County shares in historic drought woes
After a dry 2016-17 winter, this winter has proven to be even worse, raising concerns on multiple fronts.
The period of November through January was the driest statewide since 1895, when records first started being kept, according to the Kansas Water Office.
The U.S. Corp of Engineers at Marion Reservoir recorded .84 of precipitation in the 3-month period from November through February. This compares with 2.81 inches during the same period in 2016-17.
Assistant lake manager Kevin McCoy at Marion Reservoir said the lake level remains unchanged since a two-foot drawdown in late November.
He is betting on spring rains to refill the lake.
“It is as it should be at this time of year, and a simple rain shower can bring it back up,” he said.
Jana Dalke of Serenity Gardens said it looks like shrubs and trees in yards and gardens will come out of dormancy OK, but plants in pots may not do well.
She said she irrigated her lawn late into the fall and will be starting to irrigate again soon.
“I like to have a nice, green lawn for my customers,” she said.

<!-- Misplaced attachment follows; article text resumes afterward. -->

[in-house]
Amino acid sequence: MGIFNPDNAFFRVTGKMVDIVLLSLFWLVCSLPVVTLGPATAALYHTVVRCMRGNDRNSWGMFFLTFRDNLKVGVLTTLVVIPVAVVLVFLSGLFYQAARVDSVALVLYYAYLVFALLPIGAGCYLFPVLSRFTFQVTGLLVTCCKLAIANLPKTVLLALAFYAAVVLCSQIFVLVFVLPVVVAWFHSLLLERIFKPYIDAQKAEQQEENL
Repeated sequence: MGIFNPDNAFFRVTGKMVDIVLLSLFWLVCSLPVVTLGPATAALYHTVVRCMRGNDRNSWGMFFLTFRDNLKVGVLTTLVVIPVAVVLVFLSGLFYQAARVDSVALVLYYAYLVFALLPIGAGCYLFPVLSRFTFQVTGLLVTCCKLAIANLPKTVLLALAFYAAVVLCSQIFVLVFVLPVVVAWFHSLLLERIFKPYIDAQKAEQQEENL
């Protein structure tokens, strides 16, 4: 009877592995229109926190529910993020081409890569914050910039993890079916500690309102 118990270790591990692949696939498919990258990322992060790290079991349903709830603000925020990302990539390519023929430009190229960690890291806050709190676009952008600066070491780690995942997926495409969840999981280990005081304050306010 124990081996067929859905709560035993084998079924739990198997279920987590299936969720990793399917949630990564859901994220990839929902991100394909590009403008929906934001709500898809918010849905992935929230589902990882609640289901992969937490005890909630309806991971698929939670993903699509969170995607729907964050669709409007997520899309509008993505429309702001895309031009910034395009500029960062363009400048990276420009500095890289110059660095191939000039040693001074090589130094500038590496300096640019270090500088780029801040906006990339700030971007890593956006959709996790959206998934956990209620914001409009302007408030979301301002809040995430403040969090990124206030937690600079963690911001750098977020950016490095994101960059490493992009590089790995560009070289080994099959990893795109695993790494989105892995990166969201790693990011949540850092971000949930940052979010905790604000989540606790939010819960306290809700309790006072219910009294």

She noted that gardeners don’t face a problem with dry weather because they can use water hoses to establish plantings.
Things aren’t that simple on the farm. The lack of rain has the biggest impact on agriculture producers. Grain farmers depend on rainfall to provide moisture for wheat crops and spring planting.
According to the latest USDA crop condition report, the Kansas wheat crop is rated at 15 percent very poor, 35 percent poor, 37 percent fair, 12 percent good, and 1 percent excellent.
Wheat stands vary from field to field, with earlier planted wheat looking better but all fields are extremely dry.
Wendell Wedel of Durham said farmers in the northwest part of the county say the wheat needs rain, but they haven’t seen signs of winterkill or aren’t expecting to lose acres yet, although the yield may be affected, he said.
“They may hold off on top-dressing the wheat,” he added.
The lack of rain is a major concern for livestock producers, as well. The drought is keeping cool-season grasses that provide early grazing from greening. The drought also has the potential to retard the growth of native pasture.
This has resulted in farmers needing to feed hay longer than usual and supplies becoming tight.
Donnie Hett of Marion said his ponds are getting low and he might need more hay.
“We need moisture badly,” he said.
Last modified March 15, 2018